UN Office for the Coordination of Humanitarian Affairs
ETHIOPIA-ERITREA: Asmara imposes more restrictions on peacekeepers
ADDIS ABABA, 13 Oct 2005 (IRIN) - The Eritrean government has imposed more restrictions on the movement of United Nations peacekeepers in the country, days after grounding UN helicopter flights, a spokesperson said.
The spokesperson for the UN Mission in Ethiopia and Eritrea (UNMEE), Gail Bindley Taylor-Sainte, said the new restrictions limited night vehicle patrols.
Given the new restrictions, the UN could not rule out the possibility of a renewed military build-up along the tense Ethiopia-Eritrea border, she added.
"Because there are areas we cannot see, we cannot categorically rule out the fact that there might be a military build up," she told reporters from the Eritrean capital, Asmara.
Since the restrictions of flights, UN peacekeepers have had their "operational efficiency" and reconnaissance cut by more than half in the 1,000 km-long border region.
Sainte said the helicopter ban had forced the UN to withdraw from two of their estimated 40 outposts because they were accessible only by air. More troops could be withdrawn from other remote outposts where poor roads and the threat of landmines restrict access, she added.
One of the UN posts is at Fawlina, where unidentified gunmen men shot dead an Eritrean militiaman in April; the other is at Bada.
The ban on UN helicopters flying over the 25 km-wide demilitarised zone - known as the Temporary Security Zone (TSZ) - was imposed nine days ago.
Sainte said the new restrictions on peacekeepers' vehicles travelling after 6 p.m. [1500GMT] to ensure there were no Eritrean troops in the TSZ, had been imposed on 6 October.
"This is an issue we are monitoring very closely," she said, adding that following the flight ban, the 3,300-strong UN force was "dependent" on foot and vehicle patrols.
"We do not know the reasons for the ban or any indication of when the ban will be lifted," she added via video-link between Asmara and the Ethiopian capital, Addis Ababa.
Clearing the tens of thousands of landmines that were laid along the border had been stopped because there was no longer any way to evacuate injured workers, Sainte added.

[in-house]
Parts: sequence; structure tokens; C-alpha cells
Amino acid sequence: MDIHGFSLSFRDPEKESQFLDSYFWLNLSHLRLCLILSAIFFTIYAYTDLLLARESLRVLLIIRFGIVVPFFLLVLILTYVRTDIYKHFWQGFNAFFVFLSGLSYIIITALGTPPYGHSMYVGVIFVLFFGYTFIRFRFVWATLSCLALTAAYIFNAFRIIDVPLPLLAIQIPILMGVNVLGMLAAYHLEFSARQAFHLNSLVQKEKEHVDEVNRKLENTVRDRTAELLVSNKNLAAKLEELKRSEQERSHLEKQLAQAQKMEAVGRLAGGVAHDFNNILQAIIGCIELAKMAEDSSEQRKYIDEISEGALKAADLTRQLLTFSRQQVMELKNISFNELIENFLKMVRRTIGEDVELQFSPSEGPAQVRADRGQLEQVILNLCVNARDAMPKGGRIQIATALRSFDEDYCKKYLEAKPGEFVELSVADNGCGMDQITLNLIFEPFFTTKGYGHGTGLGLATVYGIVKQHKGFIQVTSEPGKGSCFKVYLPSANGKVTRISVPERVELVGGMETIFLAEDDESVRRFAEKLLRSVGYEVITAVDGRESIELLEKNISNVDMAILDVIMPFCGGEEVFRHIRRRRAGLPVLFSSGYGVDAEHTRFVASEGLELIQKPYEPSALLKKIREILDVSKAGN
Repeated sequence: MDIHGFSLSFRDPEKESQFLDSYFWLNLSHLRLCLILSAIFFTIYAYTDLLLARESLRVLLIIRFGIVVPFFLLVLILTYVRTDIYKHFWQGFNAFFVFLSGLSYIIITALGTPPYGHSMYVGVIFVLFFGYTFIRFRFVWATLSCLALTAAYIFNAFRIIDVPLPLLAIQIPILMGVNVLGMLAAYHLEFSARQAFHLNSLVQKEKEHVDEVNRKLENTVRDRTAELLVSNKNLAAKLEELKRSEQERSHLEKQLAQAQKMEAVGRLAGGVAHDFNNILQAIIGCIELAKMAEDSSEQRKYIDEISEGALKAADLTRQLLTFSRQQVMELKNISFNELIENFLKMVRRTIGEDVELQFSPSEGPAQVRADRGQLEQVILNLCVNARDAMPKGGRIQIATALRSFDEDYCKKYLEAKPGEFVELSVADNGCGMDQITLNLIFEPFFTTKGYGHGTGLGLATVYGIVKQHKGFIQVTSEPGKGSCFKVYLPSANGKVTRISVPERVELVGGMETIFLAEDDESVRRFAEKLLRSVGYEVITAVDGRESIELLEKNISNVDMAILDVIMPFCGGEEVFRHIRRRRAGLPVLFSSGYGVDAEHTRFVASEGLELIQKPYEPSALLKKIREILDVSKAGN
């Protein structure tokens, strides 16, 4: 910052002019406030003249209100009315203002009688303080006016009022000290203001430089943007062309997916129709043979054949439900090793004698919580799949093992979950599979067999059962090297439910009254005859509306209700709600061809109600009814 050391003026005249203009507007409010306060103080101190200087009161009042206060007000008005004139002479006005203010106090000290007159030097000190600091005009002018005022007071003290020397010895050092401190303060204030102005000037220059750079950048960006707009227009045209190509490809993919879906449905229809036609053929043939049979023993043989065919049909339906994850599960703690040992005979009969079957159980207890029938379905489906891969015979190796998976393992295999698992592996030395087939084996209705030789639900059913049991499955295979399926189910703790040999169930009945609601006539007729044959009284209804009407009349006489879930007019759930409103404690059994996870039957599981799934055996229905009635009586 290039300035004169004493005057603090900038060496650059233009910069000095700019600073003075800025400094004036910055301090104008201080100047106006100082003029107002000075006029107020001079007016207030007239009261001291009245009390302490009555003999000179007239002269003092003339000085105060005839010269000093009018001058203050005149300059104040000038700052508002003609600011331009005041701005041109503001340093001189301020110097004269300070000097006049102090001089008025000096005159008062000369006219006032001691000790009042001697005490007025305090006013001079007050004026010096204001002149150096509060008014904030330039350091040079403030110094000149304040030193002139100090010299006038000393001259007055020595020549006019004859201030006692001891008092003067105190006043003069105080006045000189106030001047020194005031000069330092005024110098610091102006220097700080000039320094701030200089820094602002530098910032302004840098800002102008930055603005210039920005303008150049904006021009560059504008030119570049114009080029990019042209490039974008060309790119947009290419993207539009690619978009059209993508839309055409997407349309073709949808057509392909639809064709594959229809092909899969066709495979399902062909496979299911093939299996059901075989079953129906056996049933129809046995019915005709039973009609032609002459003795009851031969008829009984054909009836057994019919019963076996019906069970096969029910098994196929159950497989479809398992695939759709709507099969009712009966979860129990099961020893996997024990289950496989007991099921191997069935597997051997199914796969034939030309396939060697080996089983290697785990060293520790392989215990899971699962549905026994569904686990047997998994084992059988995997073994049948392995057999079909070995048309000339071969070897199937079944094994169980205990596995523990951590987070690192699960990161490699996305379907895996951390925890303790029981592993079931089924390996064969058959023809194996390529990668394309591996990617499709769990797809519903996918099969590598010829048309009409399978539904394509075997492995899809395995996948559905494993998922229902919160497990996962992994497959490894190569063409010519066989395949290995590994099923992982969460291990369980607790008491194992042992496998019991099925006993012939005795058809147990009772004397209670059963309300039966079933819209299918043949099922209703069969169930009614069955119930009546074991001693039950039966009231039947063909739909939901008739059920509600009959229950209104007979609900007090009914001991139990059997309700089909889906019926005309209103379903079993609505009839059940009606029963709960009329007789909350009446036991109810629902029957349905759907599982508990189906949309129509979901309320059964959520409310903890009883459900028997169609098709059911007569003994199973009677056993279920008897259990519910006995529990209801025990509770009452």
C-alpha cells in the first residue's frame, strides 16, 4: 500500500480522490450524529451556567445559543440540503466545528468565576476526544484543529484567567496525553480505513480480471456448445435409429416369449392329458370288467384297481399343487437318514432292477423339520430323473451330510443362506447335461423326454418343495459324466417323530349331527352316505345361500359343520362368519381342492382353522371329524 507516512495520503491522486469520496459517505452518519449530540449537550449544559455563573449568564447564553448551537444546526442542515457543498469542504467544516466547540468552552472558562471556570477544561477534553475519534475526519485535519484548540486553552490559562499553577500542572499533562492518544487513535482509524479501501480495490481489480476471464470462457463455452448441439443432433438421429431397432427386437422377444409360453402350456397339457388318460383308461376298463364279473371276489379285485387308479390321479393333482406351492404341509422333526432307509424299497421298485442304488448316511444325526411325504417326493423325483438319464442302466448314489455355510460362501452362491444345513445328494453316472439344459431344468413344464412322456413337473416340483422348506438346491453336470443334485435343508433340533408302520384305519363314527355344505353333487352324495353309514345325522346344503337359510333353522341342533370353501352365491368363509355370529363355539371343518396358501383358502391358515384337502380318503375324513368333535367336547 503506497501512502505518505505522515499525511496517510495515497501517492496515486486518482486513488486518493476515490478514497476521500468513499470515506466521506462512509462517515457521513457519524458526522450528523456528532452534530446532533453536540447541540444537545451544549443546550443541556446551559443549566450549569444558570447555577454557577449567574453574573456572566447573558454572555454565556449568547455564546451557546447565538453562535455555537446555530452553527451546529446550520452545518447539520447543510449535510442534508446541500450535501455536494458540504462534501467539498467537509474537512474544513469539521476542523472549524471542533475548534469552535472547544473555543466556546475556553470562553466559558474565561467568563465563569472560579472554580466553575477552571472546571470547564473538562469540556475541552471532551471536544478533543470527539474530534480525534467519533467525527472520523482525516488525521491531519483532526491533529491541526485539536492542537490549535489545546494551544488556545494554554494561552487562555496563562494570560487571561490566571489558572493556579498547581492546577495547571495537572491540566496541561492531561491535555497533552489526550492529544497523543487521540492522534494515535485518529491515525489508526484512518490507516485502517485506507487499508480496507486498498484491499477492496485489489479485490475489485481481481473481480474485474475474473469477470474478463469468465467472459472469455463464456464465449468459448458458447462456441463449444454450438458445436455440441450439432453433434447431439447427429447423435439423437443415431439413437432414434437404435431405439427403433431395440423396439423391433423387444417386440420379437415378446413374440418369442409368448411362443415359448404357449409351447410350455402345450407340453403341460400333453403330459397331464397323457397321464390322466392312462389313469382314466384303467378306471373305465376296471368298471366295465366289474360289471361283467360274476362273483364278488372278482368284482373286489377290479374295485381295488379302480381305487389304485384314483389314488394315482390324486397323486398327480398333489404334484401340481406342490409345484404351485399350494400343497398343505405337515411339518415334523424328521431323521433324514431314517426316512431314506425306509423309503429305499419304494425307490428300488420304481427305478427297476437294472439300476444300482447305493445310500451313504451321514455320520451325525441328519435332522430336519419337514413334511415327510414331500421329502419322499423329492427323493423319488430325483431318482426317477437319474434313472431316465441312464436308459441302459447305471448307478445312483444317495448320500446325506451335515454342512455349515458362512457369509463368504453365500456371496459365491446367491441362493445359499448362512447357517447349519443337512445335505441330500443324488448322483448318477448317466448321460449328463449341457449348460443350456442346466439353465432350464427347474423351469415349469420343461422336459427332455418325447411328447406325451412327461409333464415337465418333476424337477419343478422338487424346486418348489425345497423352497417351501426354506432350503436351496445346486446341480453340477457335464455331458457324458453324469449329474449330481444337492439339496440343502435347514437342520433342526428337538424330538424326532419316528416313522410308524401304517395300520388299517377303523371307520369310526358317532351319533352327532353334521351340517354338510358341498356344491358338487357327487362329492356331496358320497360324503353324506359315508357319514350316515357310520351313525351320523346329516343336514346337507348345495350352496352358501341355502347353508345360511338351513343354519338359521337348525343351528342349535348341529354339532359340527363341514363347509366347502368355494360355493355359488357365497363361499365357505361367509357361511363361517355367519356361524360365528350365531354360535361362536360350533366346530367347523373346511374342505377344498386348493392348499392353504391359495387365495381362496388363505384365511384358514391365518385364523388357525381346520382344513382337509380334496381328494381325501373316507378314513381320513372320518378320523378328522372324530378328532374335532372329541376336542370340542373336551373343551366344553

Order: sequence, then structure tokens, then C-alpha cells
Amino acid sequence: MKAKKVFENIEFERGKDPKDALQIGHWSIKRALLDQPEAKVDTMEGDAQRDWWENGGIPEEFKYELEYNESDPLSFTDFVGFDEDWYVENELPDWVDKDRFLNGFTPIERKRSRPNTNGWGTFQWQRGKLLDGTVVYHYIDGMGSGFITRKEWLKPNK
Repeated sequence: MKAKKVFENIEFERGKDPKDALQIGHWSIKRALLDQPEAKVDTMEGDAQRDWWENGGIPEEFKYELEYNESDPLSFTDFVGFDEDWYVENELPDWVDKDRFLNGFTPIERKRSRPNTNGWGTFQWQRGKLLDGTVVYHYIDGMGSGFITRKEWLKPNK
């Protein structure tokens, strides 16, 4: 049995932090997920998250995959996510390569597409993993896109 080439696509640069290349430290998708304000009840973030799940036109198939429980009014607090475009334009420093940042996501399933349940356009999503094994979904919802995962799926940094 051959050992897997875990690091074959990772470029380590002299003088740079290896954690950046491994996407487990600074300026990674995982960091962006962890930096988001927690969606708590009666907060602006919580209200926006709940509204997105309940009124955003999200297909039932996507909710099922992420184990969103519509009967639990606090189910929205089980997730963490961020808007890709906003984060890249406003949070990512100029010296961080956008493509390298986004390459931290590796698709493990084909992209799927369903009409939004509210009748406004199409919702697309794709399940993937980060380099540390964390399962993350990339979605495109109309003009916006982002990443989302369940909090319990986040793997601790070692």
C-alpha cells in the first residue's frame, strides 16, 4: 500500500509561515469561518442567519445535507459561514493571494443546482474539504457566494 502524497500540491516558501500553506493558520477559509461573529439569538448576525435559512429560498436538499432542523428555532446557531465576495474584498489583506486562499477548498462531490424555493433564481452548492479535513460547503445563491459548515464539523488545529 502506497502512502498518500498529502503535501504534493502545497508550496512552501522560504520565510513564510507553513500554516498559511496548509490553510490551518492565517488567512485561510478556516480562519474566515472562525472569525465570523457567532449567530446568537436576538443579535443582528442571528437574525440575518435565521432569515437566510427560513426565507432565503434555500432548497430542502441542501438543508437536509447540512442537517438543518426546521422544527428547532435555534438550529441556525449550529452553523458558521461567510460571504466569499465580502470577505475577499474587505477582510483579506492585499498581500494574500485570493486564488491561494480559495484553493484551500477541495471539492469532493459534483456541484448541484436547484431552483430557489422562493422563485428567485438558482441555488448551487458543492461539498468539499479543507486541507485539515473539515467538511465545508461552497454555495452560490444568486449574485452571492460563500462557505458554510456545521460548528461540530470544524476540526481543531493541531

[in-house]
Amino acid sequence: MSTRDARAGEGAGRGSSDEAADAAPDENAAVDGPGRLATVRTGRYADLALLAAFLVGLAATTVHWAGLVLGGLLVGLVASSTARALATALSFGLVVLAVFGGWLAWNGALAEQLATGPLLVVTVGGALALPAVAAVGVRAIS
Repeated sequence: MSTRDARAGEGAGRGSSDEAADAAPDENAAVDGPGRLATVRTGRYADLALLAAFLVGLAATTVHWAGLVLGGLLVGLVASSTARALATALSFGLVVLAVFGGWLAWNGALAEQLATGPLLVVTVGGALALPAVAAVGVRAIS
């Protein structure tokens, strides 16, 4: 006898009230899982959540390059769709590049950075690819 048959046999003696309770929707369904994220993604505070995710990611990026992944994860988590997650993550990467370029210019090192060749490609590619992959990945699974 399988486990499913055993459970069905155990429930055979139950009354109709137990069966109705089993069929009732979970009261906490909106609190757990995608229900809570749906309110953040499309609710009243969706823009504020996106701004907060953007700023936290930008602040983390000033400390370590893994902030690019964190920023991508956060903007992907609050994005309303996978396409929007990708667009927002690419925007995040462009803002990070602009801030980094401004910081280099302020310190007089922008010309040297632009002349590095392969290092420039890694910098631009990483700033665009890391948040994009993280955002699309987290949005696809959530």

Despite the restrictions they faced, however, she said UNMEE believed the current military situation was "stable".
On 1 October, a bus carrying 61 civilians, including women and children, hit a freshly laid anti-tank mine in the TSZ. Six critically injured people, including women aged 23 to 50, were evacuated for treatment by a UNMEE helicopter.
Although no official figures exist on the size of the two armies on the border, diplomats said an estimated 100,000 Ethiopian troops and 200,000 Eritrean soldiers were positioned on the frontier.
The two countries fought a bloody two-and-a-half-year war that started in May 1998, and is estimated to have cost the lives of around 70,000 people.
The region remains tense because the two nations have failed to agree on a final border demarcation, despite a legal ruling. In September, the top UN envoy for the region warned that a continued dispute over the border could lead to a resumption of war.
The UN Security Council has called for the ban on helicopter flights to be lifted immediately.
This material comes to you via IRIN, a UN humanitarian information unit, but May not necessarily reflect the views of the United Nations or its agencies. If you re-print, copy, archive or re-post this item, please retain this credit and disclaimer. Quotations or extracts should include attribution to the original sources. All materials copyright © UN Office for the Coordination of Humanitarian Affairs 2005
|Join the GlobalSecurity.org mailing list|